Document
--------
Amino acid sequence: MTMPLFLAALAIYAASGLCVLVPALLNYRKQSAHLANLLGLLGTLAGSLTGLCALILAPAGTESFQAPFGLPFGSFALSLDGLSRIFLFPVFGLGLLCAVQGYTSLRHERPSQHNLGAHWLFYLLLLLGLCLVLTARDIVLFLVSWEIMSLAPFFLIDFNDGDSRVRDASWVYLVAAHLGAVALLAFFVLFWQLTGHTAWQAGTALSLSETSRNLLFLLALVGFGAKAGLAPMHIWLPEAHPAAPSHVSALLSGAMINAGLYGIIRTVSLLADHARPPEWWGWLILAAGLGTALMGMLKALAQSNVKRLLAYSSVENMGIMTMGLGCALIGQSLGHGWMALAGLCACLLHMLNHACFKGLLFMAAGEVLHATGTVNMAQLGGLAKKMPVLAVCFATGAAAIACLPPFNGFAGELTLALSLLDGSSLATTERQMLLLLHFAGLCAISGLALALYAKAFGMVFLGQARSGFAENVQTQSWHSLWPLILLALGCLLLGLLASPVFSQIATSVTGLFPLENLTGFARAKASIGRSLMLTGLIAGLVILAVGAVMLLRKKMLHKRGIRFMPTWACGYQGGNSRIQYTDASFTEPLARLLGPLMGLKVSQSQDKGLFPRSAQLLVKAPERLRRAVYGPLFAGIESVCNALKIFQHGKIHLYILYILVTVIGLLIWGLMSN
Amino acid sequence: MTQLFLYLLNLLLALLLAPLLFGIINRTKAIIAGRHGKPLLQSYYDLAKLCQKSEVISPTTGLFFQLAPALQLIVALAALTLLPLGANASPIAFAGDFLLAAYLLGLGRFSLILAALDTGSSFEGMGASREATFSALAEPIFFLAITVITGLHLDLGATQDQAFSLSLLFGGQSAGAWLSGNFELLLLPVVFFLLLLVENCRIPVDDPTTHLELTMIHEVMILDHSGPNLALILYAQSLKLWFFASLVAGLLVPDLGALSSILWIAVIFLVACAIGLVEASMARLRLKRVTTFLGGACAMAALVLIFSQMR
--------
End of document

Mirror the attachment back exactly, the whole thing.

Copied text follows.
Amino acid sequence: MTMPLFLAALAIYAASGLCVLVPALLNYRKQSAHLANLLGLLGTLAGSLTGLCALILAPAGTESFQAPFGLPFGSFALSLDGLSRIFLFPVFGLGLLCAVQGYTSLRHERPSQHNLGAHWLFYLLLLLGLCLVLTARDIVLFLVSWEIMSLAPFFLIDFNDGDSRVRDASWVYLVAAHLGAVALLAFFVLFWQLTGHTAWQAGTALSLSETSRNLLFLLALVGFGAKAGLAPMHIWLPEAHPAAPSHVSALLSGAMINAGLYGIIRTVSLLADHARPPEWWGWLILAAGLGTALMGMLKALAQSNVKRLLAYSSVENMGIMTMGLGCALIGQSLGHGWMALAGLCACLLHMLNHACFKGLLFMAAGEVLHATGTVNMAQLGGLAKKMPVLAVCFATGAAAIACLPPFNGFAGELTLALSLLDGSSLATTERQMLLLLHFAGLCAISGLALALYAKAFGMVFLGQARSGFAENVQTQSWHSLWPLILLALGCLLLGLLASPVFSQIATSVTGLFPLENLTGFARAKASIGRSLMLTGLIAGLVILAVGAVMLLRKKMLHKRGIRFMPTWACGYQGGNSRIQYTDASFTEPLARLLGPLMGLKVSQSQDKGLFPRSAQLLVKAPERLRRAVYGPLFAGIESVCNALKIFQHGKIHLYILYILVTVIGLLIWGLMSN
Amino acid sequence: MTQLFLYLLNLLLALLLAPLLFGIINRTKAIIAGRHGKPLLQSYYDLAKLCQKSEVISPTTGLFFQLAPALQLIVALAALTLLPLGANASPIAFAGDFLLAAYLLGLGRFSLILAALDTGSSFEGMGASREATFSALAEPIFFLAITVITGLHLDLGATQDQAFSLSLLFGGQSAGAWLSGNFELLLLPVVFFLLLLVENCRIPVDDPTTHLELTMIHEVMILDHSGPNLALILYAQSLKLWFFASLVAGLLVPDLGALSSILWIAVIFLVACAIGLVEASMARLRLKRVTTFLGGACAMAALVLIFSQMR